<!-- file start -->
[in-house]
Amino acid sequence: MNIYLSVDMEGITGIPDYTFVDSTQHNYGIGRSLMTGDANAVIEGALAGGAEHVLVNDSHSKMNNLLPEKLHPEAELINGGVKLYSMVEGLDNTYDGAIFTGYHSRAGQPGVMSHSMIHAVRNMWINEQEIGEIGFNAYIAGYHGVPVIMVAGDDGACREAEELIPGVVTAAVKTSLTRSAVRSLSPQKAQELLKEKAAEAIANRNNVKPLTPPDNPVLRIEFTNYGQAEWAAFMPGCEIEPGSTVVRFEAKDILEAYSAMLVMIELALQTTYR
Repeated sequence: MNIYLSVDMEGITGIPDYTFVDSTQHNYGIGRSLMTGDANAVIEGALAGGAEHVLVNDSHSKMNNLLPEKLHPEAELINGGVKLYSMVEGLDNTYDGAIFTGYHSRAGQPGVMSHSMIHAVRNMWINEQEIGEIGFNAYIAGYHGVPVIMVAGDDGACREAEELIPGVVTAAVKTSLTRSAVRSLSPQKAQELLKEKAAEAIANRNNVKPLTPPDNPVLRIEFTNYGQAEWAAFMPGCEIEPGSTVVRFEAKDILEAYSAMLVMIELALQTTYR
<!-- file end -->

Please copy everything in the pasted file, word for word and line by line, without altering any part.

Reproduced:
[in-house]
Amino acid sequence: MNIYLSVDMEGITGIPDYTFVDSTQHNYGIGRSLMTGDANAVIEGALAGGAEHVLVNDSHSKMNNLLPEKLHPEAELINGGVKLYSMVEGLDNTYDGAIFTGYHSRAGQPGVMSHSMIHAVRNMWINEQEIGEIGFNAYIAGYHGVPVIMVAGDDGACREAEELIPGVVTAAVKTSLTRSAVRSLSPQKAQELLKEKAAEAIANRNNVKPLTPPDNPVLRIEFTNYGQAEWAAFMPGCEIEPGSTVVRFEAKDILEAYSAMLVMIELALQTTYR
Repeated sequence: MNIYLSVDMEGITGIPDYTFVDSTQHNYGIGRSLMTGDANAVIEGALAGGAEHVLVNDSHSKMNNLLPEKLHPEAELINGGVKLYSMVEGLDNTYDGAIFTGYHSRAGQPGVMSHSMIHAVRNMWINEQEIGEIGFNAYIAGYHGVPVIMVAGDDGACREAEELIPGVVTAAVKTSLTRSAVRSLSPQKAQELLKEKAAEAIANRNNVKPLTPPDNPVLRIEFTNYGQAEWAAFMPGCEIEPGSTVVRFEAKDILEAYSAMLVMIELALQTTYR